Overall, I enjoyed the process and found it educational, interesting and at times entertaining (of course, it was boring and painful at times too). There were times when I wanted to burst out laughing, such as when the prosecutor talked about the nicknames (or monikers) for each of the guys. One was named Ratón, and actually did look like a mouse. Another time, the gang expert, a detective with the sheriff’s department, said that kids these days were moving away from wearing baggy clothes to the tight jeans representative of the emo style. Additionally, I found two of the defense attorney’s rather handsome. One was rather swoon-worthy and resembled LOST’s Jack Shephard (played by Matthew Fox) in appearance and confident swagger. Another was less conventionally handsome than the Matthew Fox look alike, but I liked his style. Even in a suit, I could sense his hipster-ness.

I’m sure jury duty could have been a lot worse if deliberations dragged out longer than a few hours. But the jury — made up mainly of African Americans, three Latinos and 2 white women — was generally cool and friendly. I got to talk to a few of my fellow jurors like Juror #1, a Latina concerned about preparing her 13 year old granddaughter for college. Juror #3, a tall black Panamanian man in his 60s, wore Lakers gear from head to toe every single day. He described himself as the Lakers’ number one fan. Juror #11, a white woman from Santa Monica was friendly and asked about my research, same as Juror #5 another black man about my dad’s age who told me about how his wife is going back to school at UCLA soon.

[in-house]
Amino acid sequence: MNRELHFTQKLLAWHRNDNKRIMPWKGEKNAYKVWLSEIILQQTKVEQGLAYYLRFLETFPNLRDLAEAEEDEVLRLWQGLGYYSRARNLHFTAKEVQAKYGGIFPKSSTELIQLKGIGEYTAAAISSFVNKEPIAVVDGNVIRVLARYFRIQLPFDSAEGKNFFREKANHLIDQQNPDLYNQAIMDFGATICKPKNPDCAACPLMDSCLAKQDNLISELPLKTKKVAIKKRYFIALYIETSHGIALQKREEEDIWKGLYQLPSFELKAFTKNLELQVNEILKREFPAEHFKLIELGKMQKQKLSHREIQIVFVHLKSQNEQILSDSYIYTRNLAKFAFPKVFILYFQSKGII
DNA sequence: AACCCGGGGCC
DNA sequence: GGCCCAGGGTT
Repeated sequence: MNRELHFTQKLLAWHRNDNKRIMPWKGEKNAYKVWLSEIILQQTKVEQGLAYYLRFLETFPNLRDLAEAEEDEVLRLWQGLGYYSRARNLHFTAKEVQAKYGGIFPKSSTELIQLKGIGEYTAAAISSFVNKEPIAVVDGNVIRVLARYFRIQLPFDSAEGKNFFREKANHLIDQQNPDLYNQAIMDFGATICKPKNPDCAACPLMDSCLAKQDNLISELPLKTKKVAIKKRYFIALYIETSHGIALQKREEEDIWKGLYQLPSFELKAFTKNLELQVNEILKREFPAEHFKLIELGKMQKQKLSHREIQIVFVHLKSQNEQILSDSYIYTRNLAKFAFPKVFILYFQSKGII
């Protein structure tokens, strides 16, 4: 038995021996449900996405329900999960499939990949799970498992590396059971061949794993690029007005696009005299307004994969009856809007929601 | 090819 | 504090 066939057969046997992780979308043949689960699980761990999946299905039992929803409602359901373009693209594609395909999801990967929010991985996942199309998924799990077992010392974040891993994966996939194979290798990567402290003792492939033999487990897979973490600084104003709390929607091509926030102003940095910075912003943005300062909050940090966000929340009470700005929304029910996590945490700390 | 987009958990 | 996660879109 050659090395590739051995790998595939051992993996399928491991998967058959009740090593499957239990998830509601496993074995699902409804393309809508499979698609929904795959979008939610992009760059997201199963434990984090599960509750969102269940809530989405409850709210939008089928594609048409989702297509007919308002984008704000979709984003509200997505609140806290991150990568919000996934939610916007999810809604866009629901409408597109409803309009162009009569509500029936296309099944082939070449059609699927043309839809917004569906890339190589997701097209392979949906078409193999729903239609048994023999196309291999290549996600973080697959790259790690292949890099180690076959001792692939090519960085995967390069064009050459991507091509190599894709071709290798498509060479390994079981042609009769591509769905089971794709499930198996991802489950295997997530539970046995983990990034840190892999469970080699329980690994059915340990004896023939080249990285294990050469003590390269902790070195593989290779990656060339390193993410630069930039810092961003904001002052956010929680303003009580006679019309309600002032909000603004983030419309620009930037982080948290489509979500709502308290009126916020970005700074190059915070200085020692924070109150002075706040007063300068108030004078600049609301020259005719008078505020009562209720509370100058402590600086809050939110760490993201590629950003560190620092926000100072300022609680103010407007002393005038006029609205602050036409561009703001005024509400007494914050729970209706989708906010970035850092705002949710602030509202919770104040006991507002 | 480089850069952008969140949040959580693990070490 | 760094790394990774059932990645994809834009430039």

If I would’ve not forgotten to show up on the date I was originally summoned for, April 28th, I probably would not have ever been on a trial. I’m glad I forgot.


3 thoughts on “Juror #4

  1. If I was the prosecutor, Id’a told them boys, “Inglewood rules the streets bitch, fuc Kleenex”…if they were truly from the gang “near LAX”, they would have definitely responded passionately, proving that they were in fact members of the gang. It’s the whole Solomon “Cut the baby in half” trick.

    They absolutely hate Inglewood, and Inglewood hates them. I met a guy from Inglewood once that told me that that is how his gang defines its enemies, “if you get along with them, we don’t get along…its that simple”. I was like damn, now thats real hate. I wonder if it would have been admissible in court though?

  2. Sarita says:

    I was just a juror in a fascinating trial where the defendant represented himself against a bank robbery charge. The process was riveting from selection to deliberation because there were some race and class issues. Also, when you represent yourself you have to refer to yourself in the third person so that the jury will realize that your statements of those of a lawyer and not of fact. However, it’s super confusing to refer to yourself in the third person. Which gave us the most dramatic moment of the trial during the defendant, Mr Williams’ cross examination of one of the tellers:
    Mr. Williams: And, and, and how did you get the bank robber the money?
    Teller: You know how I gave it to you. You were there.
    Mr. Williams: Are you saying I, I mean, Mr. Williams is the bank robber?
    Teller: You know you are.
    Mr. Williams: How do you know it was me, I..I…I mean, Mr. Williams? I, I mean, the bank robber was wearing a disguise!
    We found him guilty. Not because of that, that couldn’t count as evidence, but because of all the DNA and photographic evidence. Then after the trial was over we found out that he had only been out of prison for a few months after having served 15 years for…wait for it…bank robbery.